Westlake Publishing Forums
September 23, 2019, 01:01:55 AM *
Welcome, Guest. Please login or register.

Login with username, password and session length
News:     REGARDING MEMBERSHIP ON THIS FORUM: Due to spam, our server has disabled the forum software to gain membership. The only way to become a new member is for you to send me a private e-mail with your preferred screen name (we prefer you use your real name, or some variant there-of), and email adress you would like to have associated with the account.  -- Send the information to:  Russ at finescalerr@msn.com
 
   Home   Help Search Login  
Pages: [1]
  Print  
Author Topic: old plastered walls  (Read 9090 times)
jacq01
Hero Member
*****
Offline Offline

Posts: 1110



« on: January 31, 2008, 08:01:59 AM »


    Here a methode to make old plastered walls. The wall on the photo is a close up in H0 of the blacksmith watermill.


 



  The wall is a hydrocal brick embossed wall, where the recesses and openings, after wetting the casting, were carved using a # 11 Xacto blade. 
  The casting was painted directly with enamel washes to give the bricks the required character.
  The next day, a layer of gesso was applied in small patches to prevent early drying. 
  Directly after the application plaster powder was seeved over the gesso patches.
  When dry, excess powder is brushed of with a soft brush. When the required part is completely covered,  the gesso is cut/chipped with the toothpick/Xacto blade, screwdriver, without scratching the bricks, a bit like Marc's description of making paint chippings.  The gesso comes of at random, more or less exposing bricks.

  It is also possible to color the powdered layer and apply a second layer of gesso and powder. When creating loose plaster, different colors will become visible, suggesting an age old wall.  Breaking up such a casting and using the rubble to make a collapsed wall offers many possibilties for a military or abandoned railway diorama / lay out part

 Regards
  Jacq

   
Logged

put brain in gear before putting mouth in action.
never underestimate the stupidity of idiots
I am what I remember.
finescalerr
Administrator
Hero Member
*****
Offline Offline

Posts: 5448


« Reply #1 on: January 31, 2008, 02:28:27 PM »

Thank you for describing that technique so well, Jacq. I hope it also will inspire others to educate us. These posts are fascinating. -- Russ
Logged
marc_reusser
Curmudgeon
Administrator
Hero Member
*****
Offline Offline

Posts: 4504



WWW
« Reply #2 on: January 31, 2008, 02:54:18 PM »

Jacq,

Thanks for the great information. Very interesting, and beautiful result.  I will definitely have to give this a try.


There is a sim technique that can be used for doing old craked and damaged concrete paving. The initial pour/layer has some small grains of silica/sand added it (to represent the aggregate in the concrete)...this is then allowed to dry, and can be stained as needed. A second very thin layer of just plaster is then applied over it, and finished or sanded smooth (but not enough to show the first layer)...this top layer can then be chipped and flaked off in areas to expose the coarser ("inner core") part of the concrete. I will try and do an SBS of this as part of an upcoming project.

Marc
Logged

I am an unreliable witness to my own existence.

In the corners of my mind there is a circus....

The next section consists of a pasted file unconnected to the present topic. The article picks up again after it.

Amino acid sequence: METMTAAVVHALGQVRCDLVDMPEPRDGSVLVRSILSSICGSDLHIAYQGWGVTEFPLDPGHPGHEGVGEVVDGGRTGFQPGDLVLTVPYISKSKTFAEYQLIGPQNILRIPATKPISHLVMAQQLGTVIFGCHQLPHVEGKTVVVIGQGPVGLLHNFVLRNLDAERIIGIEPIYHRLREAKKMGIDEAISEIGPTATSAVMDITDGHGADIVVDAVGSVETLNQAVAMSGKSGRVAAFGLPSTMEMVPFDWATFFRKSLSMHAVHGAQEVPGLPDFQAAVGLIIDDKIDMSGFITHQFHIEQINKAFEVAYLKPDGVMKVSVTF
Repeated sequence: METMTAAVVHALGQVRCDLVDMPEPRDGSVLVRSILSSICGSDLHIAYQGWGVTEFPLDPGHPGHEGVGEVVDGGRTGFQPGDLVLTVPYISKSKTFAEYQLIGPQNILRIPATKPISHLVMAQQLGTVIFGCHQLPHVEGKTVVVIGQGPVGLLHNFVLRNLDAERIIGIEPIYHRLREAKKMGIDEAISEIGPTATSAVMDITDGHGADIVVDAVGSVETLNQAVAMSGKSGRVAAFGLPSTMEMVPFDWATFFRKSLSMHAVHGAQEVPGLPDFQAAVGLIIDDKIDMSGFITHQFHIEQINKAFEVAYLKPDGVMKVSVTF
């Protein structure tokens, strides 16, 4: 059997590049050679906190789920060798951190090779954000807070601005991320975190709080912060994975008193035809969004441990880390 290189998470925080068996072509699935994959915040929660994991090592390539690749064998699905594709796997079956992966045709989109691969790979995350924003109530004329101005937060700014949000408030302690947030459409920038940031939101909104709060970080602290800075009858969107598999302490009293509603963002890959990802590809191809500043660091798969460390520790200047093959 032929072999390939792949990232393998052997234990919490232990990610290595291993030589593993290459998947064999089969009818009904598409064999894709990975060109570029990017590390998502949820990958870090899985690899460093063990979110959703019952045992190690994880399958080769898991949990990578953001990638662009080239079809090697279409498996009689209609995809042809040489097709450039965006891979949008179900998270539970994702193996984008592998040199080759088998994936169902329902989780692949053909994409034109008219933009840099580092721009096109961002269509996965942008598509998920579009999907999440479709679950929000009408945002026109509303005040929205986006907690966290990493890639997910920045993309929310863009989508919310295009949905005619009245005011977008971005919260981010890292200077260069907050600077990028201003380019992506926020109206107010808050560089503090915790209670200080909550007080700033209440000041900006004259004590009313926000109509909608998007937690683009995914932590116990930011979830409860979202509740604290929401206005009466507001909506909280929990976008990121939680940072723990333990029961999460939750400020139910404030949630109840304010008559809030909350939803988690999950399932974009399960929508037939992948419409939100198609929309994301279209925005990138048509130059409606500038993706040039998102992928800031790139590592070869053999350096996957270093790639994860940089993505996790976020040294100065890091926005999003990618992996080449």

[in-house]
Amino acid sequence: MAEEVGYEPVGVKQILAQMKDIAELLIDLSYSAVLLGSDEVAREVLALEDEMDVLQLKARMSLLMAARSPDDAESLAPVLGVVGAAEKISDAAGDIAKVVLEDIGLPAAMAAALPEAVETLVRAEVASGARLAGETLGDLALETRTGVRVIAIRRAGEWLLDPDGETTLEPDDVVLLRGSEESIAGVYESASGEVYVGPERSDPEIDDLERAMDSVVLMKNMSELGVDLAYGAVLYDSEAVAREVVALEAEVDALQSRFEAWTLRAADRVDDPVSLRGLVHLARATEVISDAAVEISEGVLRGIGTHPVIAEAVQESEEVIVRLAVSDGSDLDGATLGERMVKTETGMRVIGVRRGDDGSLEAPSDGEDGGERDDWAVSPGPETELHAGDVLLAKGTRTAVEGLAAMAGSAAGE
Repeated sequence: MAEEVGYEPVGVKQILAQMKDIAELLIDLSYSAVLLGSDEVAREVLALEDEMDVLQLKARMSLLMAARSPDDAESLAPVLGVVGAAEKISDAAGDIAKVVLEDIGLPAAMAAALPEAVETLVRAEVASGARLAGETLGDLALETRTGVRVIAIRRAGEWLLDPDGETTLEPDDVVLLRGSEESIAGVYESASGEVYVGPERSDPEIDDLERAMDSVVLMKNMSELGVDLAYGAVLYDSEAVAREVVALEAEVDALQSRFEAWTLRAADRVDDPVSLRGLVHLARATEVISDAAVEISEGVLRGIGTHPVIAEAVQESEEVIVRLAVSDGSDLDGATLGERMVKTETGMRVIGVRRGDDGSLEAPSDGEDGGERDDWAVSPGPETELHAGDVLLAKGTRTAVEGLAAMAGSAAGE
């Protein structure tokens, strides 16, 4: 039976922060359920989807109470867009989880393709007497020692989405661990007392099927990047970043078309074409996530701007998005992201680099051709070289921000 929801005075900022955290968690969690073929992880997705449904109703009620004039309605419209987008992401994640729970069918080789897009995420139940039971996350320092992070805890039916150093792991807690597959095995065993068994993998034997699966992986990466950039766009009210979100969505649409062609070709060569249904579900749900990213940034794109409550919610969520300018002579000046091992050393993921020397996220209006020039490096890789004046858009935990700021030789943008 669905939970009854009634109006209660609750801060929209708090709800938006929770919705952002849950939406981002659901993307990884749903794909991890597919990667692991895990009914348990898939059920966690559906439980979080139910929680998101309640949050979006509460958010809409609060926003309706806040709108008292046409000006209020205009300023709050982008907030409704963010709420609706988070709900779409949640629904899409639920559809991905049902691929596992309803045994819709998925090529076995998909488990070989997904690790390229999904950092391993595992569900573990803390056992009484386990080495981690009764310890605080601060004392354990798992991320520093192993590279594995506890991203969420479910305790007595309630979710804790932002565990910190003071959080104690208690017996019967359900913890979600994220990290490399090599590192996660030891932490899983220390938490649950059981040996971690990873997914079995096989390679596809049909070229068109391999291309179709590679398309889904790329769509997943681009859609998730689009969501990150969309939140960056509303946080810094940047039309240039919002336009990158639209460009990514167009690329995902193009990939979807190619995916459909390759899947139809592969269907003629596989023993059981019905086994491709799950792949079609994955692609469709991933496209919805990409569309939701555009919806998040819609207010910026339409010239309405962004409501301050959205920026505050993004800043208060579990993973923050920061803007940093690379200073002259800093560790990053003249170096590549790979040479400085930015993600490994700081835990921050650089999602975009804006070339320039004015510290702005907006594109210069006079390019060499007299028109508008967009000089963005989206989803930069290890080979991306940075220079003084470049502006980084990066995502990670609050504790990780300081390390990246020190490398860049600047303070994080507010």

M-Works
Nurser
Guest
« Reply #3 on: February 01, 2008, 05:13:15 AM »

Very nice stuff Jacq, oh I wish that people worked to these standards whenever they made a model layout. As you explain, it's not too difficult, it just needs care and forethought.  Cheap materials, no big secret, just care.
Thanks for the post
Hector
Logged
John McGuyer
Guest
« Reply #4 on: February 01, 2008, 11:56:24 AM »

Thank you for the lesson on advanced scenery making. Your students are beholding to you.

John
Logged
macsair
Guest
« Reply #5 on: February 02, 2008, 11:00:28 AM »

 Great stuff, kinda looks like my garage.............(Grin)
Logged
John McGuyer
Guest
« Reply #6 on: February 02, 2008, 02:31:37 PM »

No Mac, except for the motorcycles, your garage (aka The Cave) is more weathered.

John
Logged
jacq01
Hero Member
*****
Offline Offline

Posts: 1110



« Reply #7 on: February 03, 2008, 11:21:34 AM »


     >> your garage (aka The Cave) is more weathered. <<   photo's photo's, I like reference pictures  Grin Grin Grin Grin.

    When there is an interest, I will show topic for topic my H0 layout with all ( simple) techniques used to
    built the buildings and the landscape, including this functional basaltworks.
   

     

     

     All six silo's work and waggons can be loaded and switched with a remote controller. I often stand between or behind the public with the controls and it is fun to watch the reactions that all is working without someone around. There ishowever a problem. At home and in the mornings at shows, all functions correct and the balast flows freely, sometimes to freely. After noon however, the material is not flowing so freely anymore. Long searching and fundamental thinking turned up the reason. All those folks bring along a lot of moisture and the humidity in ahall runs up very quickly when a certain saturation point has been reached. Now I have to look for a scale size material that is not affected, I think impossible.

  Jacq
     

     

   
   
Logged

put brain in gear before putting mouth in action.
never underestimate the stupidity of idiots
I am what I remember.
Pages: [1]
  Print  
 
Jump to:  

Powered by MySQL Powered by PHP Powered by SMF 1.1.13 | SMF © 2006-2011, Simple Machines LLC Valid XHTML 1.0! Valid CSS!